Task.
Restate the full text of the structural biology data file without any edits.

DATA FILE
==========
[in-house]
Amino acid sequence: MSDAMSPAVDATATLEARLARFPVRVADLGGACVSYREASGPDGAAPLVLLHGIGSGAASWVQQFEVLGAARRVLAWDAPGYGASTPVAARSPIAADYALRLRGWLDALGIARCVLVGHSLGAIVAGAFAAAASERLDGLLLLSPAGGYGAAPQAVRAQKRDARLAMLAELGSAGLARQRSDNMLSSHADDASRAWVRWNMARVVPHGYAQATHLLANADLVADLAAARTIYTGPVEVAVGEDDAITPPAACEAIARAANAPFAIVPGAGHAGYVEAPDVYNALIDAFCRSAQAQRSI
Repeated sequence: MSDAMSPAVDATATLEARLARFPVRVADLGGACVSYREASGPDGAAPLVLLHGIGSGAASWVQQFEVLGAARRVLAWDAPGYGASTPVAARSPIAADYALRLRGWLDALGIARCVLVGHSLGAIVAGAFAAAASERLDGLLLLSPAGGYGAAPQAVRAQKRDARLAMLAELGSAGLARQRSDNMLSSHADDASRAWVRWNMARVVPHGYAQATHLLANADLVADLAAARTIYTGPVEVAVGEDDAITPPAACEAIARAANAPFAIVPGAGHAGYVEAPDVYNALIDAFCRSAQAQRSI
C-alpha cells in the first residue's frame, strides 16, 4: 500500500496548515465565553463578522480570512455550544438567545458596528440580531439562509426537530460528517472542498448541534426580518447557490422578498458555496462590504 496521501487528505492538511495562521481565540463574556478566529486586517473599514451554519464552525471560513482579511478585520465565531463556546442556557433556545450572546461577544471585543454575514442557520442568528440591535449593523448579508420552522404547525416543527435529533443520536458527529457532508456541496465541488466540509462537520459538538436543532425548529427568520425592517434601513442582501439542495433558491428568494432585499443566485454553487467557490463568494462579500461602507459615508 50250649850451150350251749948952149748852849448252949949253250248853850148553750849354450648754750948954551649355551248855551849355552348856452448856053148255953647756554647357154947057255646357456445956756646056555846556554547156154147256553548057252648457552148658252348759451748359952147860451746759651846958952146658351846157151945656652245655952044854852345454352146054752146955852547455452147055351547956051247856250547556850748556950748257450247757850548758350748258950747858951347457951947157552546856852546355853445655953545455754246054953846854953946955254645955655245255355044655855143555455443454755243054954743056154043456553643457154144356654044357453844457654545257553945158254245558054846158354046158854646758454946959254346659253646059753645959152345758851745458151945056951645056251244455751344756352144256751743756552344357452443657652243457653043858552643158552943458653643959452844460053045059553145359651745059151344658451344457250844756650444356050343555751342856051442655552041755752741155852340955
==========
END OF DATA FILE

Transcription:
[in-house]
Amino acid sequence: MSDAMSPAVDATATLEARLARFPVRVADLGGACVSYREASGPDGAAPLVLLHGIGSGAASWVQQFEVLGAARRVLAWDAPGYGASTPVAARSPIAADYALRLRGWLDALGIARCVLVGHSLGAIVAGAFAAAASERLDGLLLLSPAGGYGAAPQAVRAQKRDARLAMLAELGSAGLARQRSDNMLSSHADDASRAWVRWNMARVVPHGYAQATHLLANADLVADLAAARTIYTGPVEVAVGEDDAITPPAACEAIARAANAPFAIVPGAGHAGYVEAPDVYNALIDAFCRSAQAQRSI
Repeated sequence: MSDAMSPAVDATATLEARLARFPVRVADLGGACVSYREASGPDGAAPLVLLHGIGSGAASWVQQFEVLGAARRVLAWDAPGYGASTPVAARSPIAADYALRLRGWLDALGIARCVLVGHSLGAIVAGAFAAAASERLDGLLLLSPAGGYGAAPQAVRAQKRDARLAMLAELGSAGLARQRSDNMLSSHADDASRAWVRWNMARVVPHGYAQATHLLANADLVADLAAARTIYTGPVEVAVGEDDAITPPAACEAIARAANAPFAIVPGAGHAGYVEAPDVYNALIDAFCRSAQAQRSI
C-alpha cells in the first residue's frame, strides 16, 4: 500500500496548515465565553463578522480570512455550544438567545458596528440580531439562509426537530460528517472542498448541534426580518447557490422578498458555496462590504 496521501487528505492538511495562521481565540463574556478566529486586517473599514451554519464552525471560513482579511478585520465565531463556546442556557433556545450572546461577544471585543454575514442557520442568528440591535449593523448579508420552522404547525416543527435529533443520536458527529457532508456541496465541488466540509462537520459538538436543532425548529427568520425592517434601513442582501439542495433558491428568494432585499443566485454553487467557490463568494462579500461602507459615508 50250649850451150350251749948952149748852849448252949949253250248853850148553750849354450648754750948954551649355551248855551849355552348856452448856053148255953647756554647357154947057255646357456445956756646056555846556554547156154147256553548057252648457552148658252348759451748359952147860451746759651846958952146658351846157151945656652245655952044854852345454352146054752146955852547455452147055351547956051247856250547556850748556950748257450247757850548758350748258950747858951347457951947157552546856852546355853445655953545455754246054953846854953946955254645955655245255355044655855143555455443454755243054954743056154043456553643457154144356654044357453844457654545257553945158254245558054846158354046158854646758454946959254346659253646059753645959152345758851745458151945056951645056251244455751344756352144256751743756552344357452443657652243457653043858552643158552943458653643959452844460053045059553145359651745059151344658451344457250844756650444356050343555751342856051442655552041755752741155852340955